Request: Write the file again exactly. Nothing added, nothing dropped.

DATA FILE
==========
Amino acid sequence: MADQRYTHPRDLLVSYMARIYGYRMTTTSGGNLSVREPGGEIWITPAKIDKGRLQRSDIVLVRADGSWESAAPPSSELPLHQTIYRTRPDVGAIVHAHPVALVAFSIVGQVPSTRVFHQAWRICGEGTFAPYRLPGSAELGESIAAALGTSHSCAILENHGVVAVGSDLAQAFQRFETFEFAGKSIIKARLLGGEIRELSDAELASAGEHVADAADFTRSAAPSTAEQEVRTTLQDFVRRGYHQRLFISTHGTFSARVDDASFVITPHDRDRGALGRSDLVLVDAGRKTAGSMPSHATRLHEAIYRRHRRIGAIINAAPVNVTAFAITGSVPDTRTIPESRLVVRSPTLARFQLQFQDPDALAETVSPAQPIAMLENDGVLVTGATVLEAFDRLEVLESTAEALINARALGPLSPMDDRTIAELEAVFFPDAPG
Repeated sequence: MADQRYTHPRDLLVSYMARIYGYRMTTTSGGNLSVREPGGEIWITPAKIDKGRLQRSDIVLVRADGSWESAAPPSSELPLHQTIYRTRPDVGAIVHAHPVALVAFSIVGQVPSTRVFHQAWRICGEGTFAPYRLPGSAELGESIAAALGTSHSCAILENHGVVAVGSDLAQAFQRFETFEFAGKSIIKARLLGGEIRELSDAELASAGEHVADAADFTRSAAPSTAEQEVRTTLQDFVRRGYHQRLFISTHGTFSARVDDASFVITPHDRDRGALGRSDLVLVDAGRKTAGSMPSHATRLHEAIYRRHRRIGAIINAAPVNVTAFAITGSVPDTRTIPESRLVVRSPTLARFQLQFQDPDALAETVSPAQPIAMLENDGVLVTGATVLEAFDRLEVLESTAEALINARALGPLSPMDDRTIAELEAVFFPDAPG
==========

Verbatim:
Amino acid sequence: MADQRYTHPRDLLVSYMARIYGYRMTTTSGGNLSVREPGGEIWITPAKIDKGRLQRSDIVLVRADGSWESAAPPSSELPLHQTIYRTRPDVGAIVHAHPVALVAFSIVGQVPSTRVFHQAWRICGEGTFAPYRLPGSAELGESIAAALGTSHSCAILENHGVVAVGSDLAQAFQRFETFEFAGKSIIKARLLGGEIRELSDAELASAGEHVADAADFTRSAAPSTAEQEVRTTLQDFVRRGYHQRLFISTHGTFSARVDDASFVITPHDRDRGALGRSDLVLVDAGRKTAGSMPSHATRLHEAIYRRHRRIGAIINAAPVNVTAFAITGSVPDTRTIPESRLVVRSPTLARFQLQFQDPDALAETVSPAQPIAMLENDGVLVTGATVLEAFDRLEVLESTAEALINARALGPLSPMDDRTIAELEAVFFPDAPG
Repeated sequence: MADQRYTHPRDLLVSYMARIYGYRMTTTSGGNLSVREPGGEIWITPAKIDKGRLQRSDIVLVRADGSWESAAPPSSELPLHQTIYRTRPDVGAIVHAHPVALVAFSIVGQVPSTRVFHQAWRICGEGTFAPYRLPGSAELGESIAAALGTSHSCAILENHGVVAVGSDLAQAFQRFETFEFAGKSIIKARLLGGEIRELSDAELASAGEHVADAADFTRSAAPSTAEQEVRTTLQDFVRRGYHQRLFISTHGTFSARVDDASFVITPHDRDRGALGRSDLVLVDAGRKTAGSMPSHATRLHEAIYRRHRRIGAIINAAPVNVTAFAITGSVPDTRTIPESRLVVRSPTLARFQLQFQDPDALAETVSPAQPIAMLENDGVLVTGATVLEAFDRLEVLESTAEALINARALGPLSPMDDRTIAELEAVFFPDAPG